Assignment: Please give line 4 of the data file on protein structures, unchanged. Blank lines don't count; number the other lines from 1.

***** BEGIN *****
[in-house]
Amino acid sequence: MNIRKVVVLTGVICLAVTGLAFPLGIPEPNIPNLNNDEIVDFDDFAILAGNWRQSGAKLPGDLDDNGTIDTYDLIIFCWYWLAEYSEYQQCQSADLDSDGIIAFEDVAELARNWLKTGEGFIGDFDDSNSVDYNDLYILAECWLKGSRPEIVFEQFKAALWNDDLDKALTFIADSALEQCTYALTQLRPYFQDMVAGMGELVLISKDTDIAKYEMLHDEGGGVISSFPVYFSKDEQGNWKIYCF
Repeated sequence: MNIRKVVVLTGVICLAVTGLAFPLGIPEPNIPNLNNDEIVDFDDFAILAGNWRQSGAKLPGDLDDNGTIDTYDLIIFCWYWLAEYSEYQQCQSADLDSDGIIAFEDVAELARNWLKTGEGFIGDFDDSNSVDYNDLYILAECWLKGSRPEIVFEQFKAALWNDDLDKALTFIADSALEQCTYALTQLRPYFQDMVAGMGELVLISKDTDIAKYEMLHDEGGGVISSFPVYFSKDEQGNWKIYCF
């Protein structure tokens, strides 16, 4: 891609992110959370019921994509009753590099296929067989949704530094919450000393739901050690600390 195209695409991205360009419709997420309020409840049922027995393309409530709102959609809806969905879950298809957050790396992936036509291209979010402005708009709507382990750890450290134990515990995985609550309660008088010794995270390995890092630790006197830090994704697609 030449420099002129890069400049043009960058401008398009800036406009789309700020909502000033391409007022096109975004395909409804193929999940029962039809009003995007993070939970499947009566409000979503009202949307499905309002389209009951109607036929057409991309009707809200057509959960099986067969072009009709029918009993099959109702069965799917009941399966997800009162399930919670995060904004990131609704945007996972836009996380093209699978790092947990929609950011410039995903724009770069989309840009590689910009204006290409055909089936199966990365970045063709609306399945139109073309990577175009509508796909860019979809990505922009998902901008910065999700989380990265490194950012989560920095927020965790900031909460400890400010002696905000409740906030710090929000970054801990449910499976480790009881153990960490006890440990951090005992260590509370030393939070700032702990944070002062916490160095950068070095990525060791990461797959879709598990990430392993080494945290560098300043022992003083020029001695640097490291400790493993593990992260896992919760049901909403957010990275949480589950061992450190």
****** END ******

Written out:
């Protein structure tokens, strides 16, 4: 891609992110959370019921994509009753590099296929067989949704530094919450000393739901050690600390 195209695409991205360009419709997420309020409840049922027995393309409530709102959609809806969905879950298809957050790396992936036509291209979010402005708009709507382990750890450290134990515990995985609550309660008088010794995270390995890092630790006197830090994704697609 030449420099002129890069400049043009960058401008398009800036406009789309700020909502000033391409007022096109975004395909409804193929999940029962039809009003995007993070939970499947009566409000979503009202949307499905309002389209009951109607036929057409991309009707809200057509959960099986067969072009009709029918009993099959109702069965799917009941399966997800009162399930919670995060904004990131609704945007996972836009996380093209699978790092947990929609950011410039995903724009770069989309840009590689910009204006290409055909089936199966990365970045063709609306399945139109073309990577175009509508796909860019979809990505922009998902901008910065999700989380990265490194950012989560920095927020965790900031909460400890400010002696905000409740906030710090929000970054801990449910499976480790009881153990960490006890440990951090005992260590509370030393939070700032702990944070002062916490160095950068070095990525060791990461797959879709598990990430392993080494945290560098300043022992003083020029001695640097490291400790493993593990992260896992919760049901909403957010990275949480589950061992450190």